Which linux distro would I need to run with a AMD 64bit processor? I saw they had a distro for it, but it said it was unstable and still in the works. Can I get a distro that is stable, that will just run at 32 bits, with a 64bit processor? Thanks
I haven't used any of the 64-bit packages yet, but over the years I've used different versions of Red Hat/Fedora, SuSE, and Mandrake/Mandriva. I quite happy with SuSE and RH/Fedora, but for some reason Mandrake has always, for lack of a better description, just felt like a big soggy pancake that someone dropped on the ground.
If you want the 64-bit version, d/l the FC3-x86_64-disc1 - FC3-x86_64-disc4 .iso files; d/l FC3-i386-disc1.iso - FC3-i386-disc4.iso for 32-bit platforms.
Regardless of which you d/l. also grab the associated MD5SUM file; you'll need it to check the integrity of the downloaded isos before you burn them.
Info on error-checking your d/ls with the MD5SUMS program can be found here.
The SRPMS isos contain the source code for Fedora and the software packages distributed with it. You don't need those; they're for Uber-Geek programmer types. :mrgreen:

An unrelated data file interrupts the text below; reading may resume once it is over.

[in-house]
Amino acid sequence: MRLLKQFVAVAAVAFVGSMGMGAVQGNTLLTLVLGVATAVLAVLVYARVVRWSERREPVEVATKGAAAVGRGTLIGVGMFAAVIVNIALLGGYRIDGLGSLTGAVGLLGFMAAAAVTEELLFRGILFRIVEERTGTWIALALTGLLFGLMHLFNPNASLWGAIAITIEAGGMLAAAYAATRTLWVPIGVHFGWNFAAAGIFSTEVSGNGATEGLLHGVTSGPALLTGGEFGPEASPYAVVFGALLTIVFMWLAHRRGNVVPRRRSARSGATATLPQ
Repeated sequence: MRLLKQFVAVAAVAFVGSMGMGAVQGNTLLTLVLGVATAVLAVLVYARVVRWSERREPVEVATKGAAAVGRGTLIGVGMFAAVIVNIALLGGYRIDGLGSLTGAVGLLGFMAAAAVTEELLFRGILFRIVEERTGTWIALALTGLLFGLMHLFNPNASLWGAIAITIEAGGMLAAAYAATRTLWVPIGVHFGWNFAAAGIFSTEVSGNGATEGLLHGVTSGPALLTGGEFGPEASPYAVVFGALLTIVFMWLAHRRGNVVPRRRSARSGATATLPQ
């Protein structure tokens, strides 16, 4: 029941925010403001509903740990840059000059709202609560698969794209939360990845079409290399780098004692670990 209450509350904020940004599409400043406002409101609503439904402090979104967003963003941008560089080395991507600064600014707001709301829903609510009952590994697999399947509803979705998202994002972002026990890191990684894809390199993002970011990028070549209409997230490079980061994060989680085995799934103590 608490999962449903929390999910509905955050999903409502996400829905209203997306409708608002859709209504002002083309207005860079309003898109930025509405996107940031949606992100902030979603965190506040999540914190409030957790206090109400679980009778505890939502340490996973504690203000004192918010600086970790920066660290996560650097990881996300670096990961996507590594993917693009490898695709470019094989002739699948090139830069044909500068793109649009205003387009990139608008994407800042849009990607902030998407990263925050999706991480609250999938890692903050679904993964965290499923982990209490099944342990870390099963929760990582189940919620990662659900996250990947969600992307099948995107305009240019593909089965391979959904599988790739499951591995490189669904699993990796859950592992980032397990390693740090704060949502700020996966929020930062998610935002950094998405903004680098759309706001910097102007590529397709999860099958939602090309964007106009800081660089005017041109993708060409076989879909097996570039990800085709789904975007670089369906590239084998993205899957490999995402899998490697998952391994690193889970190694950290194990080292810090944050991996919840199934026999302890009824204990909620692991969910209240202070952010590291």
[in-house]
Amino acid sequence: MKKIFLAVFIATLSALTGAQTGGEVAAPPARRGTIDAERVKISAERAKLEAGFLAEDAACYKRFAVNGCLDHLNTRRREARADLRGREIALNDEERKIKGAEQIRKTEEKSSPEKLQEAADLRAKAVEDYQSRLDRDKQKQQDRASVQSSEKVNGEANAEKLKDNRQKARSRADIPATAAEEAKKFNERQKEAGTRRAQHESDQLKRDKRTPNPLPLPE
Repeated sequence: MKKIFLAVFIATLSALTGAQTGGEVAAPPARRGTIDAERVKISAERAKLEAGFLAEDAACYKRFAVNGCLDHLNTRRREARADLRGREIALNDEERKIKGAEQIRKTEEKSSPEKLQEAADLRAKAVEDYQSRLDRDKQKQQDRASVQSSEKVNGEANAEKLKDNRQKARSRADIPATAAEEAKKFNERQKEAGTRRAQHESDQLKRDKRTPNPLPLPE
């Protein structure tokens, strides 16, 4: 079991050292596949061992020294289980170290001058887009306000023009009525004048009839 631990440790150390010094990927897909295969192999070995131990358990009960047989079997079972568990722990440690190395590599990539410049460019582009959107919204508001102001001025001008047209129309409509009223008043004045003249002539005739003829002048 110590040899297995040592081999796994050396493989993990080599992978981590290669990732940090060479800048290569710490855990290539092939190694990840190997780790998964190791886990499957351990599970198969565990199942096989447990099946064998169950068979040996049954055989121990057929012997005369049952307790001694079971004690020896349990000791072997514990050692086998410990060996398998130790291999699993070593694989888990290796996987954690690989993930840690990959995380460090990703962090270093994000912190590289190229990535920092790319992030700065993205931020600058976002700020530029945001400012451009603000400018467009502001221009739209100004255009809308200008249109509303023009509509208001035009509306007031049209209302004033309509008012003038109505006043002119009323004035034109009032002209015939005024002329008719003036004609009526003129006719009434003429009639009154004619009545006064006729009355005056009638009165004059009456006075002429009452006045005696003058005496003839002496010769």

hey there, im wanting to get into linux myself, i downloaded mandrake 10 a few months ago n got it burned, at the time it was runnin on an amd xp 2800, but i recently upgraded the whole rig, will mandrake 10 still run on an amd64 bit platform?? (just a note, sum strange middle aged man with a lab coat and a grin told me mandrake was the best begineer distro. was he lying to me??)
To keep confusion to a minimum, we have a "one member's question per thread" policy in our forums. If you need help in the future, you should start your own thread and ask your question(s) there.
I'll answer the questions you've already asked here, though:
1. The 32-bit version of Mandrake should run just fine on a 64-bit platform. It obviously won't be able to take full advantage of the 64-bit architecture, but even so, some users have reported that their 32-bit Linux installs have run slightly faster on 64-bit machines.
2. Your stranger in the lab coat was referring to the fact that Mandy has traditionally been the most Windows-like distro in terms of "look and feel", making it a good introductory distro for users coming from the Windows world. That isn't as much the case any more though, as many other distros now use GUI environments that are very "point-n-click", and include setup "wizards" and other such windows-ish "ease of use" features. SuSE and Fedora definitely fall into this category.
Many hard-core Linux users will tell you that those are "toy" distros, because they do most of the work for you, but IMNSHO that is a Good Thing for Linux newcomers. The point that those poeple often forget though, is the fact you don't have to use the graphical goodies to accomplish tasks; if you want to get your hands dirty by hand-hacking your configuration files, compiling your own drivers from source, etc., you can do that with any distro.